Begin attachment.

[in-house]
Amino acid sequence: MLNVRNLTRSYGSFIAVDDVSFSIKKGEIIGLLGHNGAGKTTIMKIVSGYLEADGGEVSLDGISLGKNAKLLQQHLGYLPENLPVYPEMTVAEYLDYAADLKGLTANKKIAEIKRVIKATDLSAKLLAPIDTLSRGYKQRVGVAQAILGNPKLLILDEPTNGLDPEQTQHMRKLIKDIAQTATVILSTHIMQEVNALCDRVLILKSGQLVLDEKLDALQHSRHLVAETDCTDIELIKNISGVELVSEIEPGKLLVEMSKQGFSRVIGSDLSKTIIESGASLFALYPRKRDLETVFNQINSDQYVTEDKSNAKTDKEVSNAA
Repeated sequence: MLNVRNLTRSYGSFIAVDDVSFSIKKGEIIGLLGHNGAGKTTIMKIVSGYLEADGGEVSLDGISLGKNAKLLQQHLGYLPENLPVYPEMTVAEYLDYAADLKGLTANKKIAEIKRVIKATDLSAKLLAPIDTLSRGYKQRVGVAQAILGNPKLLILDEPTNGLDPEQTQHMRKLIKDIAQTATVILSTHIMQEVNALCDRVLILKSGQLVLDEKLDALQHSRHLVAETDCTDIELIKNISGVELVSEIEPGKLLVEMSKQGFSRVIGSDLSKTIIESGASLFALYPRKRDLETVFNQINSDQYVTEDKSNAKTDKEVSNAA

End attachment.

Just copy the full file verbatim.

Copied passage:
[in-house]
Amino acid sequence: MLNVRNLTRSYGSFIAVDDVSFSIKKGEIIGLLGHNGAGKTTIMKIVSGYLEADGGEVSLDGISLGKNAKLLQQHLGYLPENLPVYPEMTVAEYLDYAADLKGLTANKKIAEIKRVIKATDLSAKLLAPIDTLSRGYKQRVGVAQAILGNPKLLILDEPTNGLDPEQTQHMRKLIKDIAQTATVILSTHIMQEVNALCDRVLILKSGQLVLDEKLDALQHSRHLVAETDCTDIELIKNISGVELVSEIEPGKLLVEMSKQGFSRVIGSDLSKTIIESGASLFALYPRKRDLETVFNQINSDQYVTEDKSNAKTDKEVSNAA
Repeated sequence: MLNVRNLTRSYGSFIAVDDVSFSIKKGEIIGLLGHNGAGKTTIMKIVSGYLEADGGEVSLDGISLGKNAKLLQQHLGYLPENLPVYPEMTVAEYLDYAADLKGLTANKKIAEIKRVIKATDLSAKLLAPIDTLSRGYKQRVGVAQAILGNPKLLILDEPTNGLDPEQTQHMRKLIKDIAQTATVILSTHIMQEVNALCDRVLILKSGQLVLDEKLDALQHSRHLVAETDCTDIELIKNISGVELVSEIEPGKLLVEMSKQGFSRVIGSDLSKTIIESGASLFALYPRKRDLETVFNQINSDQYVTEDKSNAKTDKEVSNAA